And you may have seen a previous thread reply of mine, but I ended up not being able to use the iPD kit's radiator hose that they provide as it was not a tight fit and leaked for me. I found it better to just go down to the Home Depot and used 1 1/4 O.D. x 1 I.D. x 10 FT Clear Vinyl Tubing instead. The only thing that iPD's kit helped me with was a new green clip and pair of yellow o-rings for the transmission fluid return hose that goes into the transmission hole where you drain from.

All in all, it's a pretty fun process, actually. I liked doing it, but I understand if you have your reservations about doing it yourself. Just know that my fluid, with such low mileage and baby-like treatment of the car, was quite brown and slightly burnt.
 

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Thank you! I'm going to use your document, I appreciate it. I retain information better in word form.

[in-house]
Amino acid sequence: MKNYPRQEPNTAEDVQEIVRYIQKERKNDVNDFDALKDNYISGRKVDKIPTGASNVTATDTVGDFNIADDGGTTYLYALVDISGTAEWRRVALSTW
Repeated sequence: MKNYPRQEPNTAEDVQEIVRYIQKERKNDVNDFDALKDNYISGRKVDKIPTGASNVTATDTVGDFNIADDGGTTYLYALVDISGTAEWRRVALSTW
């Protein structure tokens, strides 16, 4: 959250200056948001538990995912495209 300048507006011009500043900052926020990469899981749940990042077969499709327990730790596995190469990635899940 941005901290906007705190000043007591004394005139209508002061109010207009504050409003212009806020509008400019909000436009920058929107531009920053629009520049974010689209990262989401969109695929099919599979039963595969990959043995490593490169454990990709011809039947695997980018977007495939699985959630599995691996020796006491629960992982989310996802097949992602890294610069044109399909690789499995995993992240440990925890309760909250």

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I have been reading up on this and tossing around the idea of doing it for the same reason - age versus mileage. I'm almost at 85K on my 2009, and I know it's never been done. The "20 year Volvo technician" at the European indy shop I go to is on the "lifetime" bandwagon. Mine has seen a ton of city driving and some heavy towing, so I'd like to do it myself but fluid changes terrify me for some reason.
After doing the fluid change my car shifted better and smoother. Finally I reset some of the adaptation (emphasis on the SOME) with the T5D5 software rather than VIDA.
Now it drives like brand new. Before I thought it was a dog of a transmission. I was also at same mileage as you (130,000km) when I bought the car.
The fluid was blacker than 30,000km engine oil.
 

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Discussion Starter · #14 ·
I found it easier to drain and fill ~3.2L at a time via the drain plug. After 4 iterations that should be <10% of the initial fluid left. It definitely needed it; fluid was very dark and smelled like it was degrading. Also cleaned off a good bit of superfine magnetic goop off of the drain plug magnet. Not had time to check the drive smoothness yet.